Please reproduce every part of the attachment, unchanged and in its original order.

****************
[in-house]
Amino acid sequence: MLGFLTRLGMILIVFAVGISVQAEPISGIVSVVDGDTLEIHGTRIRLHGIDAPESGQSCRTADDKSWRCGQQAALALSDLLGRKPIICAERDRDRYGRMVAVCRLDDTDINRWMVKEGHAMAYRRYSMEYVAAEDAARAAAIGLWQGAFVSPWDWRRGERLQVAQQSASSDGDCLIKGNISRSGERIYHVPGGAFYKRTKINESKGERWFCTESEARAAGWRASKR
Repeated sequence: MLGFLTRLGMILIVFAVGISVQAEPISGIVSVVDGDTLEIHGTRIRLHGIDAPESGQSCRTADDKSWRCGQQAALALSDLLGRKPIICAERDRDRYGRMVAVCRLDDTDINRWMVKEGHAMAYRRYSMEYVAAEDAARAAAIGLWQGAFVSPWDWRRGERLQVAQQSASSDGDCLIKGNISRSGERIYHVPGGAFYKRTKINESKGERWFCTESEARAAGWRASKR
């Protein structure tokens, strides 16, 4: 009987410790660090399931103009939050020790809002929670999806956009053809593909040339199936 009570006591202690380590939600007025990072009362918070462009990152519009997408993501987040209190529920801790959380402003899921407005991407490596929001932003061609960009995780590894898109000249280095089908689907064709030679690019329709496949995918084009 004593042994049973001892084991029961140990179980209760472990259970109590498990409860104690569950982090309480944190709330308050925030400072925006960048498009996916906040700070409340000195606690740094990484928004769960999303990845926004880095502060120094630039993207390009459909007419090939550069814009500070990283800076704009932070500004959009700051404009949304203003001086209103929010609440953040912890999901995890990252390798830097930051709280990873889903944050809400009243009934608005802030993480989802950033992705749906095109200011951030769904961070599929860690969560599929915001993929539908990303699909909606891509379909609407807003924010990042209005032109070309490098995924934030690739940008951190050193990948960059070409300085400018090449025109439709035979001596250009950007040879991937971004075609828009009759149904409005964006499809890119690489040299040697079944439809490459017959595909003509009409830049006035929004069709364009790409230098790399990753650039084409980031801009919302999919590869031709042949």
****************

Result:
[in-house]
Amino acid sequence: MLGFLTRLGMILIVFAVGISVQAEPISGIVSVVDGDTLEIHGTRIRLHGIDAPESGQSCRTADDKSWRCGQQAALALSDLLGRKPIICAERDRDRYGRMVAVCRLDDTDINRWMVKEGHAMAYRRYSMEYVAAEDAARAAAIGLWQGAFVSPWDWRRGERLQVAQQSASSDGDCLIKGNISRSGERIYHVPGGAFYKRTKINESKGERWFCTESEARAAGWRASKR
Repeated sequence: MLGFLTRLGMILIVFAVGISVQAEPISGIVSVVDGDTLEIHGTRIRLHGIDAPESGQSCRTADDKSWRCGQQAALALSDLLGRKPIICAERDRDRYGRMVAVCRLDDTDINRWMVKEGHAMAYRRYSMEYVAAEDAARAAAIGLWQGAFVSPWDWRRGERLQVAQQSASSDGDCLIKGNISRSGERIYHVPGGAFYKRTKINESKGERWFCTESEARAAGWRASKR
């Protein structure tokens, strides 16, 4: 009987410790660090399931103009939050020790809002929670999806956009053809593909040339199936 009570006591202690380590939600007025990072009362918070462009990152519009997408993501987040209190529920801790959380402003899921407005991407490596929001932003061609960009995780590894898109000249280095089908689907064709030679690019329709496949995918084009 004593042994049973001892084991029961140990179980209760472990259970109590498990409860104690569950982090309480944190709330308050925030400072925006960048498009996916906040700070409340000195606690740094990484928004769960999303990845926004880095502060120094630039993207390009459909007419090939550069814009500070990283800076704009932070500004959009700051404009949304203003001086209103929010609440953040912890999901995890990252390798830097930051709280990873889903944050809400009243009934608005802030993480989802950033992705749906095109200011951030769904961070599929860690969560599929915001993929539908990303699909909606891509379909609407807003924010990042209005032109070309490098995924934030690739940008951190050193990948960059070409300085400018090449025109439709035979001596250009950007040879991937971004075609828009009759149904409005964006499809890119690489040299040697079944439809490459017959595909003509009409830049006035929004069709364009790409230098790399990753650039084409980031801009919302999919590869031709042949």